This time of year it's easy to get caught up in fireworks, football on the tube and exchanging all those Xmas gifts. If you're not careful, you'll spend more time in January in the malls or with the TV remote in your hand, than you do out on the lake. Now I'll be the first to admit that some of the January days are much better adapted to cruising the fishing aisles than cruising Kickapoo Creek, but there are still some outstanding bass fishing opportunities available. When thinking about January bass fishing, remember one thing - Timing is Everything. Following are some quick tips on how to get the timing right this month.
Tip No. 1 Don't Fight Mother Nature. When it's 30º and sleeting outside, just put another log on the fire and grab those reels that have been needing cleaning since back in the summer. Replace those bad rod guides and those rusty hooks on your favorite crankbait. You can even do this at hunting camp at night and between hunts during the day. You don't want to have to take any of those precious spring days fixin' equipment or worse yet, you don't want to lose that fish of a lifetime in February just because the line that you put on last summer is so old and frayed that it won't hold up. And what about the boat? Now's a good time to change that lower unit grease, pull the props (outboard and trolling motor) and check for fishing line and the grease seals. Check the batteries and make sure they're full of water and fully charged. Check the hydraulic fluid in the trim and tilt unit and the hydraulic steering. Maybe it's time to replace those spark plugs. Or perhaps it's something a little more major that needs to be repaired in a shop. Now's the time. If you wait till spring, you may have to wait for weeks of good fishing weather to get your rig out of the shop. Another good thing to do on these kinds of days is to check out one of the boat shows. The biggest one of the entire Southwest will be at the new Reliant Complex on Jan. 3rd thru the 12th (Fri. thru Sun.). Come by and see me at the Lake Livingston Area Tourism Council booth or the Lakecaster booth (they're going to be side-by-side this year). If you can't find me there, look for me in the Cut Rate Tackle Booth. Also, I'll be giving a bass fishing seminar on "Spring Bass Fishing in East Texas." I'll give some tips on catching springtime bass in Lake Livingston, Sam Rayburn and Toledo Bend. Check the seminar schedule in the Reliant Complex or the Houston Chronicle for date and time. Come by and visit, tell me what you think about my articles and let me know what you'd like me to cover in the future. I look forward to seeing you.
Tip #2 Pick Your Days. The very best days to catch a bass in December are going to be those warm days immediately preceding the arrival of the next cold front. All it takes to get the bass active in the back of those coves is one or two relatively warm days with some sunshine. Look in the back of those well protected coves that open to the south and west. These are least exposed to the cold north winds and will warm the quickest. Rat-L-Traps, spinnerbaits, sluggos and wacky worms will be the most productive baits.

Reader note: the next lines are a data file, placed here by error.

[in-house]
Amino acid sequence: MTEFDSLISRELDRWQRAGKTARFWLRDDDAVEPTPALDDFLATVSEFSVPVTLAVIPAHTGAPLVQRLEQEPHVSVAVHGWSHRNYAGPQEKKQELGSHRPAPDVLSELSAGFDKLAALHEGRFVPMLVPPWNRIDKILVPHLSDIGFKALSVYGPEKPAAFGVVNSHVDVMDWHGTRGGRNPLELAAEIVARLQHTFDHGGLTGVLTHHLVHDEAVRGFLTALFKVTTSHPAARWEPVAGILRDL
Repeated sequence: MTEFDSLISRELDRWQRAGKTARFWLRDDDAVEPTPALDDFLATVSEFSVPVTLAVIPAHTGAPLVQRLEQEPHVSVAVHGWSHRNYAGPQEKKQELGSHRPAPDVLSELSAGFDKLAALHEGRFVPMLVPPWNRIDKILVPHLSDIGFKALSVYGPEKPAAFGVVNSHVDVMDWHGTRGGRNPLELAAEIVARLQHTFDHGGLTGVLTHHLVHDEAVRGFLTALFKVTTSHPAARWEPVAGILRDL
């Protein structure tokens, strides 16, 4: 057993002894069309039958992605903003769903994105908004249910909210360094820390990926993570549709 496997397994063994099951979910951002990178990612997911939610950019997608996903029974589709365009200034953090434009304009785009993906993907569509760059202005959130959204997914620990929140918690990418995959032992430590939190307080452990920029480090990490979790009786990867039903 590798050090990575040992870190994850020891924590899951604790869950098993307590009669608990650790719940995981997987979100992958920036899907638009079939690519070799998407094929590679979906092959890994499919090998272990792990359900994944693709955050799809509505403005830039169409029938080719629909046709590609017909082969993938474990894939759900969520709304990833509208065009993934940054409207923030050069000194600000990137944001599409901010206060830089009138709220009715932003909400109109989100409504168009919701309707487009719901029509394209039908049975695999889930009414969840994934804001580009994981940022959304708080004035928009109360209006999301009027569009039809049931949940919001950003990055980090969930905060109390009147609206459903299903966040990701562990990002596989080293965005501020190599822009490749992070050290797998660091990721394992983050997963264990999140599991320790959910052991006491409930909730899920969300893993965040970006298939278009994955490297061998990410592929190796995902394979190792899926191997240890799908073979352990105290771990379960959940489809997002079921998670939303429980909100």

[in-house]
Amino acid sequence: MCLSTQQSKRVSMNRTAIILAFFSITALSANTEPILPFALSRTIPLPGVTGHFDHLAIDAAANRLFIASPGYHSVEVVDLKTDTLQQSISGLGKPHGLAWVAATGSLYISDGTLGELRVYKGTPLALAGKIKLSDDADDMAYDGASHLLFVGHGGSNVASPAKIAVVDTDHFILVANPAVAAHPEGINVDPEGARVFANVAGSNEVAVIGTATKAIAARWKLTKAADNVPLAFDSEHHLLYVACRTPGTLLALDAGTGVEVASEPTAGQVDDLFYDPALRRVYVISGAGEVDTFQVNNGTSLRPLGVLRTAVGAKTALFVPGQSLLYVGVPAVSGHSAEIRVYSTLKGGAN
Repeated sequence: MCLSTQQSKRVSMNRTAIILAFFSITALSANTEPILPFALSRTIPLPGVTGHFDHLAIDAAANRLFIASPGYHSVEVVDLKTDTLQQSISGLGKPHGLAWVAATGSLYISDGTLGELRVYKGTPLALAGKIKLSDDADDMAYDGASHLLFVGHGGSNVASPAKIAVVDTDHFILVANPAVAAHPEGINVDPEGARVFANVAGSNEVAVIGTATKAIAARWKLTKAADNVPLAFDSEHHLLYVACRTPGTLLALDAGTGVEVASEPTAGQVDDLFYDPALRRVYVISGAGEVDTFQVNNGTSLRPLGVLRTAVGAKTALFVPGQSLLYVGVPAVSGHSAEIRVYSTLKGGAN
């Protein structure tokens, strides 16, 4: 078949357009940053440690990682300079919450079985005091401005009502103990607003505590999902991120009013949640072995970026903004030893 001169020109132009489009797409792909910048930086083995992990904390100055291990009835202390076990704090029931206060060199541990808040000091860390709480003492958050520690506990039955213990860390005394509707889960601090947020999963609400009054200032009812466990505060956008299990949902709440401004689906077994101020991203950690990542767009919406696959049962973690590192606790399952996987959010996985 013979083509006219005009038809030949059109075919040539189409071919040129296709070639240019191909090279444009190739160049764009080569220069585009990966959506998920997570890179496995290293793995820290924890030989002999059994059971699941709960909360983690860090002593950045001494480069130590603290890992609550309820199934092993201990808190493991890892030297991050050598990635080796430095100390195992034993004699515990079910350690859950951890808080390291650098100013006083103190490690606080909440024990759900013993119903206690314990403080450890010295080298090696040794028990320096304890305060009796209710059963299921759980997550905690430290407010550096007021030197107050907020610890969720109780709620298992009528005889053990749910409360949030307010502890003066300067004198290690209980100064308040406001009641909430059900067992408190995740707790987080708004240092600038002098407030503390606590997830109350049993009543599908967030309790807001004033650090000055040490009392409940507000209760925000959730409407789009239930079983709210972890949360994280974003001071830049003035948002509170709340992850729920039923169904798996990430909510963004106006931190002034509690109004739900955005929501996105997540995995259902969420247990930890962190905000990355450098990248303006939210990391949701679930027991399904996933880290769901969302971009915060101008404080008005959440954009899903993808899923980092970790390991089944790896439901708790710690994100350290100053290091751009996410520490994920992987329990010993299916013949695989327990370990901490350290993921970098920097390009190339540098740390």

Tip #3 Sleep Late, Stay Late. The easiest bass fishing in December is going to be on the afternoons of those 70º days after the water has had a chance to warm up. This can also work real well for a morning deer or squirrel hunt and an afternoon on the lake. This also forces many people to play hooky from work after lunch to take advantage some of this exceptional activity. Many times the fishing gets better as the day goes along and peaks at around 2 hours before dark. Rick Clunn was in second place after the first two days of the B.A.S.S. tournament on Lake Livingston in early November of '94. When the camera crew left him in the back of Penwaugh Slough at 11 am he had one fish. As the water warmed in the afternoon, so did the fishing. Clunn stayed put and slow rolled a shallow diving crankbait to fool enough bass bring in the biggest stringer of the whole tournament (18+ lbs) and win the tournament.
Tip #4 Be There At First Light. Now this may sound like a contradiction of tip #3 but, regardless of time of year and weather conditions, there is always going to be a flurry of feeding activity at daylight. On bad days it may only last 20 or 30 minutes. On good days, it may last 60 to 90 minutes. Mike Metzler won the B.A.S.S. tournament in early December of '97 on Rayburn and he caught every one of his bass in the first 20 minutes of each day. I was helping the Bassmaster's TV crew for that tournament and on the final competition day, the air temperature at daylight was 22º. Metzler was leading after the first day, but on the second day he was in the last flight and got to Veach Basin late and only caught 2 keepers before they shut down. On the last day, he was in the first flight, got to his spot early, and caught the biggest stringer of the whole tournament to nail down the win. So if you can't stay late or if the conditions aren't going to warm up during the day, then be at your best spot at first light and make those first few casts of the day count.
I sincerely hope that at least some of the information that I have provided was enlightening or maybe entertaining but most of all helpful and educational. If you would like some first hand instruction on black bass fishing on Lake Livingston or Sam Rayburn, I guide full time on both of these lakes and can be reached at (936) 563-5454 or email me at firstname.lastname@example.org. If you get a chance, check out my website at www.detnet.com/fairbanks and let me know what you think. Until next month, may God bless you and yours.
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